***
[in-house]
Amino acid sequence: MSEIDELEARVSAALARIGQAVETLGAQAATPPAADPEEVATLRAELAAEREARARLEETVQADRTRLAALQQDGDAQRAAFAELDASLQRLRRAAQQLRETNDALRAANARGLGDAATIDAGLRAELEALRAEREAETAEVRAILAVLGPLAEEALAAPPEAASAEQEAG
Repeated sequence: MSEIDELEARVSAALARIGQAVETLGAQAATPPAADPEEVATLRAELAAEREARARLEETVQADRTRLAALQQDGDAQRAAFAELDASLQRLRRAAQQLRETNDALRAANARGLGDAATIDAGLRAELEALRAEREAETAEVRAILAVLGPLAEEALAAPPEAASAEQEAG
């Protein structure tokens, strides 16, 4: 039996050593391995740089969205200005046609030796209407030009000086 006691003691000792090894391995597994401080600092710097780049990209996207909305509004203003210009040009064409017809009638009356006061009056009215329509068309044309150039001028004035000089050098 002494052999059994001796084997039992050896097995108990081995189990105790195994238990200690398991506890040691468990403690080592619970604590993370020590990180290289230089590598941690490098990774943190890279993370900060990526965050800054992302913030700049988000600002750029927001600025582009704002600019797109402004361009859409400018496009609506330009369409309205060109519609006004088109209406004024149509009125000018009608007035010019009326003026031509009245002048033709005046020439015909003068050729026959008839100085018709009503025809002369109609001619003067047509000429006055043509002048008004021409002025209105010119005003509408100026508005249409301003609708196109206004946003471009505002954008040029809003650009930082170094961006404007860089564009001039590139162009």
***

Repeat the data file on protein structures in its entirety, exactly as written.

[in-house]
Amino acid sequence: MSEIDELEARVSAALARIGQAVETLGAQAATPPAADPEEVATLRAELAAEREARARLEETVQADRTRLAALQQDGDAQRAAFAELDASLQRLRRAAQQLRETNDALRAANARGLGDAATIDAGLRAELEALRAEREAETAEVRAILAVLGPLAEEALAAPPEAASAEQEAG
Repeated sequence: MSEIDELEARVSAALARIGQAVETLGAQAATPPAADPEEVATLRAELAAEREARARLEETVQADRTRLAALQQDGDAQRAAFAELDASLQRLRRAAQQLRETNDALRAANARGLGDAATIDAGLRAELEALRAEREAETAEVRAILAVLGPLAEEALAAPPEAASAEQEAG
């Protein structure tokens, strides 16, 4: 039996050593391995740089969205200005046609030796209407030009000086 006691003691000792090894391995597994401080600092710097780049990209996207909305509004203003210009040009064409017809009638009356006061009056009215329509068309044309150039001028004035000089050098 002494052999059994001796084997039992050896097995108990081995189990105790195994238990200690398991506890040691468990403690080592619970604590993370020590990180290289230089590598941690490098990774943190890279993370900060990526965050800054992302913030700049988000600002750029927001600025582009704002600019797109402004361009859409400018496009609506330009369409309205060109519609006004088109209406004024149509009125000018009608007035010019009326003026031509009245002048033709005046020439015909003068050729026959008839100085018709009503025809002369109609001619003067047509000429006055043509002048008004021409002025209105010119005003509408100026508005249409301003609708196109206004946003471009505002954008040029809003650009930082170094961006404007860089564009001039590139162009």